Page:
Jerimy Polf, Department of Radiation Oncology, University of Maryland School of Medicine
Paul Maggi, Department of Radiation Oncology, University of Maryland School of Medicine
Jonathan Basalyga, Department of Mathematics and Statistics, UMBC
Gerson Kroiz, Department of Mathematics and Statistics, UMBC
Carlos A. Barajas, Department of Mathematics and Statistics, UMBC
Matthias K. Gobbert, Department of Mathematics and Statistics, UMBC
The advantage of proton beam therapy in cancer treatment is that the peak radiation dose is delivered at the end of the beam range, known as the Bragg peak (BP), with no dose delivered beyond. By using these characteristics of the BP, the radiation dose to the tumor can be maximized, with a greatly reduced radiation dose to the surrounding healthy tissue. During treatment delivery, protons in the beam can undergo nuclear interactions with atoms in the patient tissue, which can result in the instantaneous emission of secondary gamma rays called prompt gammas (PGs). Detection of the PGs, along with a suitable reconstruction method, can provide near real-time verification and assessment of the treatment delivery. However, such imaging requires fast detectors and rapid image reconstruction to be feasible.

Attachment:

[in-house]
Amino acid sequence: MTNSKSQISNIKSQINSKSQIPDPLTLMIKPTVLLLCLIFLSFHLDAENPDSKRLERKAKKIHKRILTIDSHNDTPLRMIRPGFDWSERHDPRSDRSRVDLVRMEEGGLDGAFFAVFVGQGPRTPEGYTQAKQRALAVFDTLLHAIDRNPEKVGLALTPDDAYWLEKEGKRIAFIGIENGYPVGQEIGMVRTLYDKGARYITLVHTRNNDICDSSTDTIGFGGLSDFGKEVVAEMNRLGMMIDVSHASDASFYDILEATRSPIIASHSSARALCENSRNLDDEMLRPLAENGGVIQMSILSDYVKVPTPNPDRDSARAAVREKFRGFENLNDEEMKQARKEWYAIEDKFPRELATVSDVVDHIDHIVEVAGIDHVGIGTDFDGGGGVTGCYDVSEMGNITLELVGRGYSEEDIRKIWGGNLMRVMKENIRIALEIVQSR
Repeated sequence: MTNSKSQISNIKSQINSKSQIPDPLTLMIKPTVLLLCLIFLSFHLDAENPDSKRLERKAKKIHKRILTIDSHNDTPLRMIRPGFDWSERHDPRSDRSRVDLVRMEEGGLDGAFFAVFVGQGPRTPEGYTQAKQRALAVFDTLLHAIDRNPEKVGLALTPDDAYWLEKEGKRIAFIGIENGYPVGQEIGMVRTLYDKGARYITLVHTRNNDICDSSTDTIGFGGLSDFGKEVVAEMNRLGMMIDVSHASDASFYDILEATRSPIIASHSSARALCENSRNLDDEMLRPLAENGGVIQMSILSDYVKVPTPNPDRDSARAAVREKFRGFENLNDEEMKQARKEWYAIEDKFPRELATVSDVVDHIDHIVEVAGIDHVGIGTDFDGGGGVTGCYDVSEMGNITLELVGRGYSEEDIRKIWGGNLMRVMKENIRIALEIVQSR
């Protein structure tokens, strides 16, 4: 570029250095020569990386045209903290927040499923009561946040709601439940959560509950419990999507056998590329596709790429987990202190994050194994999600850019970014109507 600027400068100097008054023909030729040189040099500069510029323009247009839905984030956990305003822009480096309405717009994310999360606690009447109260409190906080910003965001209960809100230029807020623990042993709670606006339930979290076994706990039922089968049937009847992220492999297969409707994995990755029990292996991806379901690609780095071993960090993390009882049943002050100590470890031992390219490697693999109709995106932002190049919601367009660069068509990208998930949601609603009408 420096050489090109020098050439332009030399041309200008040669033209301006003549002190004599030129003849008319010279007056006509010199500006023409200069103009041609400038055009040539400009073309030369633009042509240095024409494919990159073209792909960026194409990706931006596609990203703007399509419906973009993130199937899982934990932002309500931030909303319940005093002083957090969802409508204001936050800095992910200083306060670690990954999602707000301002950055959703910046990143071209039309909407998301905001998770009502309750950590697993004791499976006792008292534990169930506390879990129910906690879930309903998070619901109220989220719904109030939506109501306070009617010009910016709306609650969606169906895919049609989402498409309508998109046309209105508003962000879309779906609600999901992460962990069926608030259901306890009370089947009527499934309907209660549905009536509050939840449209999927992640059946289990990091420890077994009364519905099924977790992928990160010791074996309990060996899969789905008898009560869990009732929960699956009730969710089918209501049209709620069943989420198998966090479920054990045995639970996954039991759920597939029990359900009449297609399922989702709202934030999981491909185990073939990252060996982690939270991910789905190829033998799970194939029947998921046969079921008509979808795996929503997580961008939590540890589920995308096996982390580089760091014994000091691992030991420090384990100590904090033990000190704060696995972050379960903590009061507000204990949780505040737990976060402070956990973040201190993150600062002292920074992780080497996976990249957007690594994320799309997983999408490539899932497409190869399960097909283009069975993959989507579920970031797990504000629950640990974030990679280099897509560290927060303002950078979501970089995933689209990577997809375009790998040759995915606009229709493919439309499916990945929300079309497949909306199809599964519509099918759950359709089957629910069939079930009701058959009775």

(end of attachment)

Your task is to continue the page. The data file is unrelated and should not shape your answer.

Traditional reconstruction methods (SOE, MLEM) can take several minutes to produce an image, which would increase total patient treatment time and cannot be used for adaptive therapy. Additionally, the high count-rate environment reduces the detector’s data quality, further complicating reconstruction. Deep learning has the potential to provide guidance to the treatment, by being able to rebuild an image in seconds, even with degraded data. There has been research which use Convolutional Neural Networks to reconstruct everyday objects in 3D space, however in this paper we are attempting to reconstruct a 3D beam as seen inside the patient. We run the risk of the network becoming to computationally expensive during feature digestion and in response must be very careful in the configuration of a CNN which allows for multiple spatially dense 3D data input. This allows for the radiation to be monitored in near real time while the patient is being treated.